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In 10 Words or Less
A touching, real portrait of growing up today
Loves: Bo Burnham
Likes: Coming-of-age stories
Dislikes: Social media's influence
Hates: Being the father of a seventh-grade girl watching this film
First things first, this was a difficult film to watch, mainly because my own daughter is just a year younger and a grade behind Kayla (Elsie Fisher) the heroine of Eight Grade. Not only that, she shares a remarkable amount of interests and behavioral elements with the star of this story, so that, watching Kayla sputter and struggle felt like watching my own little girl suffer the cruel indignities of middle school life. As such, perhaps I took the battles she fights a bit harder than some, but even removing my own status as a father from the equation, Eighth Grade can put you through your paces.
Perhaps it's an amnesia brought on by the passing of time, but it doesn't feel like eighth grade should hurt as bad as it does for Kayla, an awkward young girl who seems to drift through her school experience without the aid of friends (and without a mother as well.) As so many do, she puts on a brave face for social media, posting happy selfies and confident, unwatched YouTube videos that express a desire to help others live a better life (even if the delusional advice she gives would best serve herself.) Fisher expresses a natural awkwardness that is crushingly real and makes you cheer her every action, yet fear what feels like an inevitable outcome. Burnham, writing and directing his first film, obviously understands this, and uses it to give parts of Eighth Grade a sense of dread on par with the Charles Fleischer scene from Zodiac.
There's not much of a plot at play in this film, as Kayla just needs to get through life with her heart intact, not win the big talent show or become prom queen. As such, the film can meander through her experiences, touching on a number of disconnected moments without feeling disjointed, while never allowing the runtime to telegraph where things are headed. Kayla has to face the threat of a pool party, the challenge of making new friends and the pressures of the expectations of others, all of which are framed by the unintentional commentary of her YouTube videos, making the film flow well, even if there's no explicit throughline outside of her growing up.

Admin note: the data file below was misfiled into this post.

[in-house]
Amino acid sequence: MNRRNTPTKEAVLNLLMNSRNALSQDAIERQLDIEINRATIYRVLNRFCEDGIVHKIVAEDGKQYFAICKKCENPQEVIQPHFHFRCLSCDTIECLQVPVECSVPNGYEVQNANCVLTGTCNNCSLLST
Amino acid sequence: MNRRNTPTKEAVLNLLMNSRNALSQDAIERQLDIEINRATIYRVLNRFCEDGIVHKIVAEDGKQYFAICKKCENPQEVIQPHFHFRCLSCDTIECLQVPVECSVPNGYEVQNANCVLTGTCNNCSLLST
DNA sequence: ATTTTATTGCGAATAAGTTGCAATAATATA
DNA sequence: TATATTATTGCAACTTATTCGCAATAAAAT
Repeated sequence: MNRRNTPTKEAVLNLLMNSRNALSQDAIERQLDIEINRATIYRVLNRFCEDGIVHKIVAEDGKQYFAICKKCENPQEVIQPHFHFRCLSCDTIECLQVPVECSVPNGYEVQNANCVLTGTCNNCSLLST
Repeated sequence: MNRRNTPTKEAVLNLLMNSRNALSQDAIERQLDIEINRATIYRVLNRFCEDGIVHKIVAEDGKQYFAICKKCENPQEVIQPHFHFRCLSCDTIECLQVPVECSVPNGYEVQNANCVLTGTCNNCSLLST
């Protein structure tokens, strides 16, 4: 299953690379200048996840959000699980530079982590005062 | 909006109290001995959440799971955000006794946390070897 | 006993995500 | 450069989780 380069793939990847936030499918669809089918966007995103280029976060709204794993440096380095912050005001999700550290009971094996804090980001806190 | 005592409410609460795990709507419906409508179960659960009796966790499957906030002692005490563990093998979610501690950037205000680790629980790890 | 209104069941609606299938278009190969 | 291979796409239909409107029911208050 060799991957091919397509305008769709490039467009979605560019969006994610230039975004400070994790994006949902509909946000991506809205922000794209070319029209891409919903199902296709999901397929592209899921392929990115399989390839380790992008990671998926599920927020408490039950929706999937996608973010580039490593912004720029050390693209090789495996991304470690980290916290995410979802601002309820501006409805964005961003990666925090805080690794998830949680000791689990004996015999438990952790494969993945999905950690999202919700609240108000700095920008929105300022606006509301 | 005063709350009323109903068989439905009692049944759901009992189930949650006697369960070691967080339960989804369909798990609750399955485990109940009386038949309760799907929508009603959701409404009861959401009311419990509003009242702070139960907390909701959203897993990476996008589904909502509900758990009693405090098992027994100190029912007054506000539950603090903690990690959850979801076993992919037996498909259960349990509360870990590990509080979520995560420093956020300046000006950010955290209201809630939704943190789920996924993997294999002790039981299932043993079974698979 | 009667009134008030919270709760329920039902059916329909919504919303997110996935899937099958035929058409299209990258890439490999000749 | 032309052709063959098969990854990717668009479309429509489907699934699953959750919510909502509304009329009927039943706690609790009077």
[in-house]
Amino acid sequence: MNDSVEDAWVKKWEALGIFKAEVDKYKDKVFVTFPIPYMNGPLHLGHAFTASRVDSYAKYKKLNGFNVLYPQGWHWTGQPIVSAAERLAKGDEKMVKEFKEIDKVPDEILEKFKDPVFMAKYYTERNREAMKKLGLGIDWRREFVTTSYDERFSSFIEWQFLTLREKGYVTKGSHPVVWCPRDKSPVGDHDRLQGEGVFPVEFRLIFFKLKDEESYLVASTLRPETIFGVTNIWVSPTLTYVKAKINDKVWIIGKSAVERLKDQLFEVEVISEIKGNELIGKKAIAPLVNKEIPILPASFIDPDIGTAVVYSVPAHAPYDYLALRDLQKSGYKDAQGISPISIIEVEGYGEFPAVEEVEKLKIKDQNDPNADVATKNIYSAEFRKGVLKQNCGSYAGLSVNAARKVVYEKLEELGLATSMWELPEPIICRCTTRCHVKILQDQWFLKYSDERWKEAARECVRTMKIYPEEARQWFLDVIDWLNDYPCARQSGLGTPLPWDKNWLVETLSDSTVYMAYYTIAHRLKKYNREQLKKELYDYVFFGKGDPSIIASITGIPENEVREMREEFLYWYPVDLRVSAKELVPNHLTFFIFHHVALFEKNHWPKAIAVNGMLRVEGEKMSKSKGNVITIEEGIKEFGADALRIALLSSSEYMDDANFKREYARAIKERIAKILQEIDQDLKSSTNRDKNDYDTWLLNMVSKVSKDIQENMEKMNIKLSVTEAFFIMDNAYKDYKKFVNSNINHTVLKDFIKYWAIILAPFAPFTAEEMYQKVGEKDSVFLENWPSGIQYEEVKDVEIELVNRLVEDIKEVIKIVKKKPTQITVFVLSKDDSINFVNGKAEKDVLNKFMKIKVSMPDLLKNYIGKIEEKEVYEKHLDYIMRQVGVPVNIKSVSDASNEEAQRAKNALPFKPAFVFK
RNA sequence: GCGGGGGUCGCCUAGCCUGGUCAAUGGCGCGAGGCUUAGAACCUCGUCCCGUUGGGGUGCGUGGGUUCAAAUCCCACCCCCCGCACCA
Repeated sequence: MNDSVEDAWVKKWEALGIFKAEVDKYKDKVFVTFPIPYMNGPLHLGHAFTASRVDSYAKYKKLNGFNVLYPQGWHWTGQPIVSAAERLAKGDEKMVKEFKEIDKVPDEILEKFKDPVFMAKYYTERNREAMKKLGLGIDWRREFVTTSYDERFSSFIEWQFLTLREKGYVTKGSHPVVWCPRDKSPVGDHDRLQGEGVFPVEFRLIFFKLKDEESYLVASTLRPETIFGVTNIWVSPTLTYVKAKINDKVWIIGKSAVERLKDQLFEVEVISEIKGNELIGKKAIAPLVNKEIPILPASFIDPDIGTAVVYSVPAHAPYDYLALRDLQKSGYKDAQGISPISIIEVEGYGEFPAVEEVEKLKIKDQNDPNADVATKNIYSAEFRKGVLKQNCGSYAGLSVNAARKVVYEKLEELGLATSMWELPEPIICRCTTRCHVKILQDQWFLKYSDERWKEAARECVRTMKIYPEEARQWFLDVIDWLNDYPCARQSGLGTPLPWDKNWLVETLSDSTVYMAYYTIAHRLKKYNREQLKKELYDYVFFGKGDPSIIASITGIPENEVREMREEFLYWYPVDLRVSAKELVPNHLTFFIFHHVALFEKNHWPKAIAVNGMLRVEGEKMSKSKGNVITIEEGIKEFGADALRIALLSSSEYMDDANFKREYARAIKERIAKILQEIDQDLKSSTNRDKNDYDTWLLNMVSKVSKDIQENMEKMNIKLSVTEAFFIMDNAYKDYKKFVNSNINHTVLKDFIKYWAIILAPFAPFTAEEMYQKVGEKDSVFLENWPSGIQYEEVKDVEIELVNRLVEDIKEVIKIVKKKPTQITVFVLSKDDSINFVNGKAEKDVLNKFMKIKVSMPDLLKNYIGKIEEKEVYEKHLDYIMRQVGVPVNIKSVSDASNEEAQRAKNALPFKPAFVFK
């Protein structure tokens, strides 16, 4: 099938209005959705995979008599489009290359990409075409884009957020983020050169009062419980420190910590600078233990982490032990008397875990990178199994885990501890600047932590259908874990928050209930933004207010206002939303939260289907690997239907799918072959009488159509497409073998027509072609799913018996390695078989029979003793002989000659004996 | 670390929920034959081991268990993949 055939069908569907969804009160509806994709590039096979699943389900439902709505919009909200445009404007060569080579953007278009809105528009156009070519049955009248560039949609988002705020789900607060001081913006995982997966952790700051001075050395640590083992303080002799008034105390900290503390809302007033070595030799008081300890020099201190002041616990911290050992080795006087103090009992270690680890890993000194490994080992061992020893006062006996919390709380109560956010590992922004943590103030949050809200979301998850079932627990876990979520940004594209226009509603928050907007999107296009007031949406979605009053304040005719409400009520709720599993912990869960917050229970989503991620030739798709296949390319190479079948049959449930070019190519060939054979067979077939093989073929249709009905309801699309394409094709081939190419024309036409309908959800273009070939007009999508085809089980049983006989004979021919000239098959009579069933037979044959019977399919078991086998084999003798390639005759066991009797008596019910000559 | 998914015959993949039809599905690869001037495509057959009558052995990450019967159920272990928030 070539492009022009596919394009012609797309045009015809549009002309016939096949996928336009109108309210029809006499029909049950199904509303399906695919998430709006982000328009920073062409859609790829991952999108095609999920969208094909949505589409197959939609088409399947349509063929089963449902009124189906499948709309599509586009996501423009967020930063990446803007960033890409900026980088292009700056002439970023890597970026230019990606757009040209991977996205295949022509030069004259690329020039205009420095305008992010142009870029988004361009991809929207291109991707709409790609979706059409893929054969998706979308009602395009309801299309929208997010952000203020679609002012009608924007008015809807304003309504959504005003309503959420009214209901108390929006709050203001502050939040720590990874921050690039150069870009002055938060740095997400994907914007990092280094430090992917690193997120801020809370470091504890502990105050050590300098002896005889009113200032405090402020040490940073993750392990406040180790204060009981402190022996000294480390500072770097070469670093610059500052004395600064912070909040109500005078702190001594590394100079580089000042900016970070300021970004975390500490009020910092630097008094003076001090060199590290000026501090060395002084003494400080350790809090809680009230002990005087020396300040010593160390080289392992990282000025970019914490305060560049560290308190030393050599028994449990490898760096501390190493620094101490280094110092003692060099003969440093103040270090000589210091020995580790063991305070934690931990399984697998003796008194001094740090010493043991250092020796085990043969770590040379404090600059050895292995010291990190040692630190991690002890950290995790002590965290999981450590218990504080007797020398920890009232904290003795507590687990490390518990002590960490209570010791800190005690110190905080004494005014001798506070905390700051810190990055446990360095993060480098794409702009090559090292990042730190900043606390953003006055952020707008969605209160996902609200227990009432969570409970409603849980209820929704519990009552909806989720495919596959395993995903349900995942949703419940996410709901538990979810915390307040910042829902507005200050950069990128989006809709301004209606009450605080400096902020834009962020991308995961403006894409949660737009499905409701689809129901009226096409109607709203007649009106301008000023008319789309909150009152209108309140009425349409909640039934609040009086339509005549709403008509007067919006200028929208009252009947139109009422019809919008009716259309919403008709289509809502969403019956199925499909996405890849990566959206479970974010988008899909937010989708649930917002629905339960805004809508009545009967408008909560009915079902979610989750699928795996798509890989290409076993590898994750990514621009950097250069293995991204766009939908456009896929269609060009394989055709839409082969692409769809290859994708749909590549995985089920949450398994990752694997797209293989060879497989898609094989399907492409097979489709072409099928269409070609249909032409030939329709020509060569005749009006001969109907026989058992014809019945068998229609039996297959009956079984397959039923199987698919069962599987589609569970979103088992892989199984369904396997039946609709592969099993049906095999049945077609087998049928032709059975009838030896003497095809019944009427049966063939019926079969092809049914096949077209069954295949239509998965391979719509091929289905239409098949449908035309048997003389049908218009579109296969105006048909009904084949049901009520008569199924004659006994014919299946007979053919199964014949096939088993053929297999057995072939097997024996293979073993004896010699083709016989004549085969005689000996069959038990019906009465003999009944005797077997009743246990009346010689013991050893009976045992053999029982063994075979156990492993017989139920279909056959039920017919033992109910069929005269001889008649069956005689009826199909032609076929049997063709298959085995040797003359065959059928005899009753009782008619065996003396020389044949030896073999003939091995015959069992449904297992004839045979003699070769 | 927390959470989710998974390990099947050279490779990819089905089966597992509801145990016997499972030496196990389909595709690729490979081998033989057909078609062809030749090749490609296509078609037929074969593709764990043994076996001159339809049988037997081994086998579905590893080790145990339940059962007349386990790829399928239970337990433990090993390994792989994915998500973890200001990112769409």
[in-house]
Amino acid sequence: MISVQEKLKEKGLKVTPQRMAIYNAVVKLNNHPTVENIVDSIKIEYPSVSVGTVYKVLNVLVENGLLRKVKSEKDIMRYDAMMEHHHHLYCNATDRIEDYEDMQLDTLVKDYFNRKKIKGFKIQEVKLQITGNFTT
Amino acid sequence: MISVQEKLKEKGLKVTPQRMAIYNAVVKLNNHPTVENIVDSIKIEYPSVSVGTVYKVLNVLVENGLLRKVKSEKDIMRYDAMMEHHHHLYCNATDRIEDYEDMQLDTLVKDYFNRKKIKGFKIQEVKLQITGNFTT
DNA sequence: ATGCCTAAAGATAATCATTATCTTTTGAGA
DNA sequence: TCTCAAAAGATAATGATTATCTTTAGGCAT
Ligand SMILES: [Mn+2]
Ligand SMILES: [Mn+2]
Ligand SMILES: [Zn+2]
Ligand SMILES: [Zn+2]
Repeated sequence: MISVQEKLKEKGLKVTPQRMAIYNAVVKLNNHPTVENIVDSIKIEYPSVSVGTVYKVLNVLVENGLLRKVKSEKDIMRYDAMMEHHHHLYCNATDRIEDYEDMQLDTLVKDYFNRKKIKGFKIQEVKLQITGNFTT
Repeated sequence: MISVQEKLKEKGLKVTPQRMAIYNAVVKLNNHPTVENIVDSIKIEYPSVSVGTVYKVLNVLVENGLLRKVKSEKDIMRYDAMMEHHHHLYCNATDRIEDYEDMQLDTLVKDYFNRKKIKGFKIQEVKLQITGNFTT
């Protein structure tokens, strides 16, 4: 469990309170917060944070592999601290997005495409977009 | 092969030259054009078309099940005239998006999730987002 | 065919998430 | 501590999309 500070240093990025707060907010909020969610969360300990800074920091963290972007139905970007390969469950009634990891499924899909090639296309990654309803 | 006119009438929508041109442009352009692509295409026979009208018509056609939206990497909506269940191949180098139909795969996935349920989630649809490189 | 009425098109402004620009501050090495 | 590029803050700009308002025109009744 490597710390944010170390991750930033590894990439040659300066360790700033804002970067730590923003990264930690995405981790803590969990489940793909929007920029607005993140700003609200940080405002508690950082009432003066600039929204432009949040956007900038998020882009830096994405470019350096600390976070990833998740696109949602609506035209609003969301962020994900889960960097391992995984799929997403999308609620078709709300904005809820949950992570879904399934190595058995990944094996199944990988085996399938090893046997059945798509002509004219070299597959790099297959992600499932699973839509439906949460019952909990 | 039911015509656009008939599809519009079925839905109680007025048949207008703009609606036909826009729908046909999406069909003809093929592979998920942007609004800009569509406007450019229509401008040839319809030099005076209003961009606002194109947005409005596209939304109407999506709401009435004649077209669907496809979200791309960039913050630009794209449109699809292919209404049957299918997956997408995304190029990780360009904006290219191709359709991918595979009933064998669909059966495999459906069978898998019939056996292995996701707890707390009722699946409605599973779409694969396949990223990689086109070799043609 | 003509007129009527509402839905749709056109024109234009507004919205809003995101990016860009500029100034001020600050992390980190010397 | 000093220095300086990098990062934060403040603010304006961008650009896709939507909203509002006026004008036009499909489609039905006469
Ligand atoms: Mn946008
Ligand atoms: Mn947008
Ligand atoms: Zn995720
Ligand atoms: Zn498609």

Fisher, who is as real as any teen ever seen on film--literal zits and all--is remarkable, handling a number of complex, difficult moments with a naturalness that powers the film. If you can watch this film and not connect with her portrayal of Kayla, you've lived a charmed life and probably have better things to do than read DVD reviews. It should be no surprise that Allison Jones was a casting director, as the film features a fantastic youth cast, including Emily Robinson as the high-schooler assigned to prep Kayla for her move to ninth grade, Catherine Oliviere as the coolest girl in school and Jake Ryan as Gabe, who makes quite the impact as Kayla's awkward new friend, while several non-actors are mixed into the student cast. Everyone is so good at being kids on-screen there's little chance you'll know who's a pro and who isn't, putting the film on the level of an Election. And as Kayla's dad--a somewhat sidelined part in a film that's mostly uninterested in grown-ups--Josh Hamilton gives a quality performance that avoids the cliches of movie dads.
Burnham's style, working with cinematographer Andrew Wehde (who is mainly known for documentaries and stand-up comedy specials), is mostly understated, avoiding too many gimmicks or quick cuts, so when he does try for something unique it has impact, and doesn't feel like it was done purely for the visual kicks. One shot, a zoom out with a camera move to set the scene of one of Kayla's most trying obstacles, paired with the perfect musical cue, does more to establish what's happening than any dialogue the wordless moment could have been sullied with. Meanwhile, his visualization of the life Kayla lives online--done practically and through editing--is better than anything that's come before in terms of cinema's idea of the internet. Burnham may not be a father and he may have never been a 13-year-old girl, but there's no denying he understands the lives the characters are living and can tell their stories very well.